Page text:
As mentioned above we do not view our checking as being advanced and in particular we do not believe that we can defend against advanced and well resourced “nation state” attacks. We simple seek to ensure that we do not present low-hanging fruit.

Historical Perspective

In the earlier days of the Internet it was common to “just trust” software that was downloaded; malware had not been commercialized and in general the risks were low.

When the Shibboleth project started using Maven to build its Java projects (around the time of IdP V3), the world had changed enough that some defence seemed advisable. Initially we configured our build environment such that, during a release build, all third part products and tools could only be downloaded from servers that we owned and populated. Individual developers would review a jar file before it was uploaded (and of course once it was uploaded its contents could not be changed).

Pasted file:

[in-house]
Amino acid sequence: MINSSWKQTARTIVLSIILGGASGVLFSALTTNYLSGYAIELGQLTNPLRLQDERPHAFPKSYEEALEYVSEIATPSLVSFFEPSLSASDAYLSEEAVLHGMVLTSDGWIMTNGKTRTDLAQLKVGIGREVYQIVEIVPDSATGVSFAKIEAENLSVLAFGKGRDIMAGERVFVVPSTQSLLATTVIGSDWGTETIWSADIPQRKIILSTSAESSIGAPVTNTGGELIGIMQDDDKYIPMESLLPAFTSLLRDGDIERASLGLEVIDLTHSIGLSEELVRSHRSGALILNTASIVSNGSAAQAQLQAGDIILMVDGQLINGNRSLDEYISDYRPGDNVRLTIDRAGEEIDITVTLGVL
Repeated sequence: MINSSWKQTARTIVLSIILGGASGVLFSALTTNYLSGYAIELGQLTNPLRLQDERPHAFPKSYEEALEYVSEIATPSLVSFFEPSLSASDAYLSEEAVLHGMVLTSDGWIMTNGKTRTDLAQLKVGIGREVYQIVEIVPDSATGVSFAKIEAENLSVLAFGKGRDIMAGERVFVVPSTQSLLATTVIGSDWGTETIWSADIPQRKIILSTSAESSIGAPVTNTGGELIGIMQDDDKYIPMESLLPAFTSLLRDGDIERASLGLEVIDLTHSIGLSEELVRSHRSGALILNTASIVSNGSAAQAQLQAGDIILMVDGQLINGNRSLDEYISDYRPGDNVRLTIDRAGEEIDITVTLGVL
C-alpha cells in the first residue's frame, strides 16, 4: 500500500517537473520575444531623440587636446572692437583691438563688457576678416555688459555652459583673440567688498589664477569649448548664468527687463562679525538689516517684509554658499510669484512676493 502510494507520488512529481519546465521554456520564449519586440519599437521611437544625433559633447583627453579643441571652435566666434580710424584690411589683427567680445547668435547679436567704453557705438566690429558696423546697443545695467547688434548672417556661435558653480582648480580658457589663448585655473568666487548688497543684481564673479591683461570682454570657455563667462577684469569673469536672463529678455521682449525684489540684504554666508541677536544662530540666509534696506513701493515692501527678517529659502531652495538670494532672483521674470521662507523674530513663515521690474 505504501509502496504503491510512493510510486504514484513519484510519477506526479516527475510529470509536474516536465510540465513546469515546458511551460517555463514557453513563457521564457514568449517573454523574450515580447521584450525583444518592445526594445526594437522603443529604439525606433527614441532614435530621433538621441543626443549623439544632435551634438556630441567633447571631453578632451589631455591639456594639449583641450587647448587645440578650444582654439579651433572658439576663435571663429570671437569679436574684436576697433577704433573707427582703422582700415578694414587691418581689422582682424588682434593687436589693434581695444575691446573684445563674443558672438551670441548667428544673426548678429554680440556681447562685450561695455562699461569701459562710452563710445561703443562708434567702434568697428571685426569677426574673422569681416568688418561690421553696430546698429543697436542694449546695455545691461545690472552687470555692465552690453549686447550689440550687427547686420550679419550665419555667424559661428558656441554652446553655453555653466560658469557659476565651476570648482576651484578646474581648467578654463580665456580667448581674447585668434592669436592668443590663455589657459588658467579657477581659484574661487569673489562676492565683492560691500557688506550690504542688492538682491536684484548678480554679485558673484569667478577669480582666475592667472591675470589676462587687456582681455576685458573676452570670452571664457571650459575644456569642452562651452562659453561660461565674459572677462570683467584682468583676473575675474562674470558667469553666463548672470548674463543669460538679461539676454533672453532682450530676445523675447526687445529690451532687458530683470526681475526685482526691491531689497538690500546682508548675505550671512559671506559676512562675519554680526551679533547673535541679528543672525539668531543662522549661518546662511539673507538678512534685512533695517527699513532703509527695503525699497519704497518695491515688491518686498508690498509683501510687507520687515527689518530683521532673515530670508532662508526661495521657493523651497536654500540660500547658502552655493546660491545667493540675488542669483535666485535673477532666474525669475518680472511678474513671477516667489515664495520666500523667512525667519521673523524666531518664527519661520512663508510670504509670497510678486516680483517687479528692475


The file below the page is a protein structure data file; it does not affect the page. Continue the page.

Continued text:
The world has again moved on and it is no longer practical to do this. Rather we are constrained to use the centralized servers to source our third party libraries. Our base assumption is that downloaded binaries (from whatever source) cannot be trusted per se, no matter where they are downloaded from. For instance there are jars with the same names as those provided by the Shibboleth project up on one of these servers and the project has never been involved in doing this. To reiterate: we assume that a file and its checksum can be tampered with; we need a way to validate the contents using some trust mechanism which is independent of the distribution mechanism. Digital cryptographic signing is a usual mechanism to enable this.

To reiterate, we are not making a judgement about the products we use, we are simply ensuring that what we use is the same as what the development team produced..

What do we do?

Our defence against these threats is to check the veracity of every jar that we ship, and every jar that we download. We do this using the GPG signatures that are usually (but not always) available alongside the artifact in the centralized repository. The Shibboleth project has developed an extensive library of signing certificates and these are stored on a per (Maven) group basis: just because someone is trusted to signed something in (say) org.apache.ant doesn’t render them trusted to sign things for